A Peruvian Pioneer


new internationalist
issue 185 - July 1988

A Peruvian pioneer

Most published pictures of the Third World are produced by visiting Western photographers. We see very little that shows what people in developing countries think of themselves - often suitable equipment is not available, or it costs far too much.

But in fact one of the world's photographic pioneers was a Peruvian, Martin Chambi. He lived and worked in the southern city of Cuzco from 1920 onwards. And such was his skill with the use of natural light in portrait photography that the elite of the city sought him out whenever there was a marriage or another important event to record.

But Chambi was also an Indian. And he used his base in Cuzco for motorcycle expeditions into the Andean highlands to record the everyday lives of Indian communities. The camera equipment was large and clumsy and there was at that time very little tradition of documentary photography to emulate - Chambi had to invent his own techniques. His portraits show Indians in a sympathetic, respectful light and even in his commissions for the wealthy of Cuzco he would sometimes include an Indian figure off to the side - serving as an indirect comment on Peruvian society.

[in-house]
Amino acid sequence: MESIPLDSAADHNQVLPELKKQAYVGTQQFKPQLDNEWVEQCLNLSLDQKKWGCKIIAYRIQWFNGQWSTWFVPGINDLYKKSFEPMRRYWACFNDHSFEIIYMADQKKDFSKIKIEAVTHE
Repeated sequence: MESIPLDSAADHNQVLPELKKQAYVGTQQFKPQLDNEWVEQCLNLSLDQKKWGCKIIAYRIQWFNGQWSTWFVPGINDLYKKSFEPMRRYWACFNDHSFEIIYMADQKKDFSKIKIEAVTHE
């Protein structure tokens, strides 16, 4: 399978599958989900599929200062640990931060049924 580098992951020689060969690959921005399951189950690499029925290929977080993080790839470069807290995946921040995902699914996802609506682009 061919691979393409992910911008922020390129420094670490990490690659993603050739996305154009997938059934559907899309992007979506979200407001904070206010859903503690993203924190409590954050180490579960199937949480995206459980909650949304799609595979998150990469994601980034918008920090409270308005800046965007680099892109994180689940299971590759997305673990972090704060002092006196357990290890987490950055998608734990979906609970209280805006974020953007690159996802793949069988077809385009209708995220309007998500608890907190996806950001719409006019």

These few examples of his work cannot reflect the breadth of his activity or the technical brilliance of his photography but they do give some indication of his work. Martin Chambi died in 1973, leaving around 18,000 negatives. Our thanks to the Chambi family in Cuzco for their permission to use these pictures - and to Paul Yule for helping us reproduce them. We start below with a self-portrait.

Martin Chambi himself on one of his motorcycle trips.

The man from Pisac (1926). [image, unknown] Chambi's photo of the organ-maker of Tinta (1935)

The group of Campesinos waiting at High Court in Cuzco to have their case heard (1928). [image, unknown] 'Two giants' (1929) - the man on the left is Chambi's assistant, who was 6 feet 4 inches tall.

This picture is typical of the formal photographs which Martin Chambi took of the wealthy families of Cuzco - but look closely and you will also see the Indian servant woman he included in the composition.

A landowner surrounded by his workers who also form a musical ensemble (1944).

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